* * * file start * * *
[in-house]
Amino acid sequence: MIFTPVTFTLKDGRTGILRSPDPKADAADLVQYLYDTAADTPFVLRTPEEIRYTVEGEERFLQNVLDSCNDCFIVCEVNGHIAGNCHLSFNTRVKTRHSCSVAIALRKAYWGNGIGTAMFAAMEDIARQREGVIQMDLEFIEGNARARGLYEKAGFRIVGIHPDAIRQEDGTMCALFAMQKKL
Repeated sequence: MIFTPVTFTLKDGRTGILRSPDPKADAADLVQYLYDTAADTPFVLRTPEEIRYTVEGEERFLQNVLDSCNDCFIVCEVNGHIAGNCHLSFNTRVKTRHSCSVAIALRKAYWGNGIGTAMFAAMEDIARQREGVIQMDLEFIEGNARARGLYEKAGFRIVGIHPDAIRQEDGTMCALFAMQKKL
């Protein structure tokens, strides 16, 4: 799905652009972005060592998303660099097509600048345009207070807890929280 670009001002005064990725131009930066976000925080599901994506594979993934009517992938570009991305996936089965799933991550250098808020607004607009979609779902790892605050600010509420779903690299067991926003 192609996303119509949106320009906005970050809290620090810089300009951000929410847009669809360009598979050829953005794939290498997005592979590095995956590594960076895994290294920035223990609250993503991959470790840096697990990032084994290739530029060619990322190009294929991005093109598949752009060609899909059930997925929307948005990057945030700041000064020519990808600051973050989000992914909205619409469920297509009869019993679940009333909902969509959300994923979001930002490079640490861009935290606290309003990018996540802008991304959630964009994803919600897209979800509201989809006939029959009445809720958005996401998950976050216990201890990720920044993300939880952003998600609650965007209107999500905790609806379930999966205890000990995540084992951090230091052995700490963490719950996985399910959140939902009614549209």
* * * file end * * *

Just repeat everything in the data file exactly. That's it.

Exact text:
[in-house]
Amino acid sequence: MIFTPVTFTLKDGRTGILRSPDPKADAADLVQYLYDTAADTPFVLRTPEEIRYTVEGEERFLQNVLDSCNDCFIVCEVNGHIAGNCHLSFNTRVKTRHSCSVAIALRKAYWGNGIGTAMFAAMEDIARQREGVIQMDLEFIEGNARARGLYEKAGFRIVGIHPDAIRQEDGTMCALFAMQKKL
Repeated sequence: MIFTPVTFTLKDGRTGILRSPDPKADAADLVQYLYDTAADTPFVLRTPEEIRYTVEGEERFLQNVLDSCNDCFIVCEVNGHIAGNCHLSFNTRVKTRHSCSVAIALRKAYWGNGIGTAMFAAMEDIARQREGVIQMDLEFIEGNARARGLYEKAGFRIVGIHPDAIRQEDGTMCALFAMQKKL
């Protein structure tokens, strides 16, 4: 799905652009972005060592998303660099097509600048345009207070807890929280 670009001002005064990725131009930066976000925080599901994506594979993934009517992938570009991305996936089965799933991550250098808020607004607009979609779902790892605050600010509420779903690299067991926003 192609996303119509949106320009906005970050809290620090810089300009951000929410847009669809360009598979050829953005794939290498997005592979590095995956590594960076895994290294920035223990609250993503991959470790840096697990990032084994290739530029060619990322190009294929991005093109598949752009060609899909059930997925929307948005990057945030700041000064020519990808600051973050989000992914909205619409469920297509009869019993679940009333909902969509959300994923979001930002490079640490861009935290606290309003990018996540802008991304959630964009994803919600897209979800509201989809006939029959009445809720958005996401998950976050216990201890990720920044993300939880952003998600609650965007209107999500905790609806379930999966205890000990995540084992951090230091052995700490963490719950996985399910959140939902009614549209």